Energy Efficiency

, Volume 5, Issue 4, pp 531–545 | Cite as

Electricity consumption and energy savings potential of video game consoles in the United States

  • Eric HittingerEmail author
  • Kimberley A. Mullins
  • Inês L. Azevedo
Original Article


Total energy consumption of video game consoles has grown rapidly in the past few decades due to rapid increases in market penetration, power consumption of the devices, and increasing usage driven by new capabilities. Unfortunately, studies investigating the energy impacts of these devices have been limited and potential responses, such as ENERGY STAR requirements, have been difficult to define and implement. We estimate that the total electricity consumption of video game consoles in the US was around 11 TWh in 2007 and 16 TWh in 2010 (approximately 1 % of US residential electricity consumption), an increase of almost 50 % in 3 years. However, any estimate of total game console energy consumption is highly uncertain, and we have determined that the key uncertainty is the unknown consumer behavior with regards to powering down the system after use. Even under this uncertainty, we demonstrate that the most effective energy-saving modification is incorporation of a default auto power down feature, which could reduce electricity consumption of game consoles by 75 % (10 TWh reduction of electricity in 2010), saving consumers over $1 billion annually in electricity bills. We conclude that using an auto power down feature for game consoles is at least as effective for reducing energy consumption as implementing a strict set of energy efficiency improvements for the devices, is much easier to implement given the nature of the video game console industry, and could be applied retroactively to currently deployed consoles through firmware updates.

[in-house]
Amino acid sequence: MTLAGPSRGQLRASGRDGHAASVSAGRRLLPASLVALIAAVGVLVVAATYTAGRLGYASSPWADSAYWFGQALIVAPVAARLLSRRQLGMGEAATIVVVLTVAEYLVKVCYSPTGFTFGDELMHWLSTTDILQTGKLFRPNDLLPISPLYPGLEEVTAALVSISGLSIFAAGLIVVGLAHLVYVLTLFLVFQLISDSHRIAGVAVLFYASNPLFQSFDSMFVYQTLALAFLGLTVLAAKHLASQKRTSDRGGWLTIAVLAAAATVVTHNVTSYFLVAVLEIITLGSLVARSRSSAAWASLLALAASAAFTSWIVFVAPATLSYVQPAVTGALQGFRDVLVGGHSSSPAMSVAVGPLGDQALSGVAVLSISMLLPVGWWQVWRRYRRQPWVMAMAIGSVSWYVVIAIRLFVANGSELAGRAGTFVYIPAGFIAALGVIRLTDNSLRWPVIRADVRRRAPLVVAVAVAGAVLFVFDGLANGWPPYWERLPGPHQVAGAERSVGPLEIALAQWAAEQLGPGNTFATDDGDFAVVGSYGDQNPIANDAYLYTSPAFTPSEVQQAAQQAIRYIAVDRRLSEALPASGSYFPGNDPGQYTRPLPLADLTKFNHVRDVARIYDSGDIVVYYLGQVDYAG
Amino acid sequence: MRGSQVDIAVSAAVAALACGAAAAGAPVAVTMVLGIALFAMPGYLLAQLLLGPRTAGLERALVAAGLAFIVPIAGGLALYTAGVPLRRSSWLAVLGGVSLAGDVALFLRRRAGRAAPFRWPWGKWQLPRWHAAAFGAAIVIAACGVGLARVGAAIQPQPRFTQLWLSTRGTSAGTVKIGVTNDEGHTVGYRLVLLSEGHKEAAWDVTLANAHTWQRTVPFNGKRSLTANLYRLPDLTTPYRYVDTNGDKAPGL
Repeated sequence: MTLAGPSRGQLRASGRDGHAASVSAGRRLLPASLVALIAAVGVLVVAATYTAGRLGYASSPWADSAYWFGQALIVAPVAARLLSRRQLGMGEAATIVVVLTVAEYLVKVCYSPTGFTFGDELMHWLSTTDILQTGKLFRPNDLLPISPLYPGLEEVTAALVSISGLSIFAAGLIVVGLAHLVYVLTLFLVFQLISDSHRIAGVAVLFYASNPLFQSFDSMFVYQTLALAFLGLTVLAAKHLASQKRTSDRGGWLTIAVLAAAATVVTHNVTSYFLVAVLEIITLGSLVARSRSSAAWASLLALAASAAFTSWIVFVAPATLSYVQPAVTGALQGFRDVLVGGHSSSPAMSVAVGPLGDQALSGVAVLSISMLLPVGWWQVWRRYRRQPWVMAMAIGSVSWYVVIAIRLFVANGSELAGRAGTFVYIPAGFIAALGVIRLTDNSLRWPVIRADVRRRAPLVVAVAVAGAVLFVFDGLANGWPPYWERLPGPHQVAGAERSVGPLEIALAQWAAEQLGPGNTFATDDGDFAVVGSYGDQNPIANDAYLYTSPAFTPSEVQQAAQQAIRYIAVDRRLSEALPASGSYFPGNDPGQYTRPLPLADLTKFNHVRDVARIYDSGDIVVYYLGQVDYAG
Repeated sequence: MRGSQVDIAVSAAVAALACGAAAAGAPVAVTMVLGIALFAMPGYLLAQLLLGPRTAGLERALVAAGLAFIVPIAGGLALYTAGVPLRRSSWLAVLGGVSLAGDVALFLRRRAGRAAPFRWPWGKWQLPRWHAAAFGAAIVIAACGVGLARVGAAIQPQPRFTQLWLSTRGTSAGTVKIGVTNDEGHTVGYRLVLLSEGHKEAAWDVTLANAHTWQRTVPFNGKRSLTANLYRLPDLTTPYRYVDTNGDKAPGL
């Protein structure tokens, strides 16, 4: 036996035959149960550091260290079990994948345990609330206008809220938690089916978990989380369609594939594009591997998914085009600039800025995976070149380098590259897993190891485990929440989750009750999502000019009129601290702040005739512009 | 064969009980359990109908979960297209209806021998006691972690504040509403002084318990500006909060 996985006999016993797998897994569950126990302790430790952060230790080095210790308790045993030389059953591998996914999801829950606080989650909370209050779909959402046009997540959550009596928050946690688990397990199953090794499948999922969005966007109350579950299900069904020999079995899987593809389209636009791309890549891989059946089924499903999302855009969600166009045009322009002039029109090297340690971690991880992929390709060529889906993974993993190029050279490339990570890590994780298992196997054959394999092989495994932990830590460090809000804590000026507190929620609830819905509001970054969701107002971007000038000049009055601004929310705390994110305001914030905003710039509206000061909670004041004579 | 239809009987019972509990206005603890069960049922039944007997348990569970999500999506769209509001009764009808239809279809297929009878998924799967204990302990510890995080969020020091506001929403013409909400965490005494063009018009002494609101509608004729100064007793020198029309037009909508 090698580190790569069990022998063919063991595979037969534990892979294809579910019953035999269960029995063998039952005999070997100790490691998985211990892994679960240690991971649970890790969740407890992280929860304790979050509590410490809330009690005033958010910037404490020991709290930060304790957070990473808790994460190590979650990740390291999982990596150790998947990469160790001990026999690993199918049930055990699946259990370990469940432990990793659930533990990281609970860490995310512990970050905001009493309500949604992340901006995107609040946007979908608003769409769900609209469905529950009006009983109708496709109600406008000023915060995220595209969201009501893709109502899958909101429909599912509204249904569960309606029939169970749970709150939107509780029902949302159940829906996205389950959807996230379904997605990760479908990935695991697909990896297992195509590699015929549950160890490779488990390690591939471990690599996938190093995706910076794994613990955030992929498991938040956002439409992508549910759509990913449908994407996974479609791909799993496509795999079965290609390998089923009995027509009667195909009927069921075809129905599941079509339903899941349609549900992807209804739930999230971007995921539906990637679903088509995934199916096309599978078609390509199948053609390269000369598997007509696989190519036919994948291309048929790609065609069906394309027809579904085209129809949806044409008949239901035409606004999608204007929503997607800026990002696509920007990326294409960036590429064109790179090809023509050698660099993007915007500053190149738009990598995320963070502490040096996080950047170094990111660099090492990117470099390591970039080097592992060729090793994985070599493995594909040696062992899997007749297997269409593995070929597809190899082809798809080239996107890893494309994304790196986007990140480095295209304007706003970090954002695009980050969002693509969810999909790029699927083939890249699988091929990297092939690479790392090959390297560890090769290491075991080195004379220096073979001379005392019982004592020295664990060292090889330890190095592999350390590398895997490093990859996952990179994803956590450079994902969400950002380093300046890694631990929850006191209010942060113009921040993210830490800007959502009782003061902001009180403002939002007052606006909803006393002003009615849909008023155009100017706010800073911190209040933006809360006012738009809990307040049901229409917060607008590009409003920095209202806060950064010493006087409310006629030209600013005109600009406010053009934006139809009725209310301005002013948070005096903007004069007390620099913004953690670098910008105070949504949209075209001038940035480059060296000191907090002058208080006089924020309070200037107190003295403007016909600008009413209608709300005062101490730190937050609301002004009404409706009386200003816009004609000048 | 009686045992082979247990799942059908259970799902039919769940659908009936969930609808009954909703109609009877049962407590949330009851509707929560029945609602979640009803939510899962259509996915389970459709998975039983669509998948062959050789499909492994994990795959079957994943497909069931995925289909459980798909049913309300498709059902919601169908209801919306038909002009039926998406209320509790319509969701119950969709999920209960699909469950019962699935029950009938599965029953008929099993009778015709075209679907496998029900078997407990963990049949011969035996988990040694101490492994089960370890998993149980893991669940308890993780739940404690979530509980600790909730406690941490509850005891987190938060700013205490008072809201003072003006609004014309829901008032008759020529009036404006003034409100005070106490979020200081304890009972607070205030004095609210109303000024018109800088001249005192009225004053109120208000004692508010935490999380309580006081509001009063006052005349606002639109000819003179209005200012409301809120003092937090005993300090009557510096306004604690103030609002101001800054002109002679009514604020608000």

Video game consoles Electricity consumption Auto power down ENERGY STAR Efficiency 



This work was supported, in part, by the Environmental Protection Agency through the EPA STAR fellowship, the Gordon Moore Foundation, the Carnegie Mellon Electricity Industry Center (CEIC), and the center for Climate and Energy Decision Making (SES-0949710), through a cooperative agreement between the National Science Foundation and Carnegie Mellon University. We would like to thank Marla Sanchez, H. Scott Matthews, Mike Blackhurst, and Jay Apt for helpful discussions and Katharine Kaplan and Paul Karaffa at EPA ENERGY STAR for their feedback on this work. No funding agencies had any role in the collection, analysis or interpretation of data, in the writing of the report, or in the decision to submit the paper for publication.


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Copyright information

© Springer Science+Business Media B.V. 2012

Authors and Affiliations

  • Eric Hittinger
    • 1
    Email author
  • Kimberley A. Mullins
    • 1
  • Inês L. Azevedo
    • 1
  1. 1.Department of Engineering & Public PolicyCarnegie Mellon UniversityPittsburghUSA

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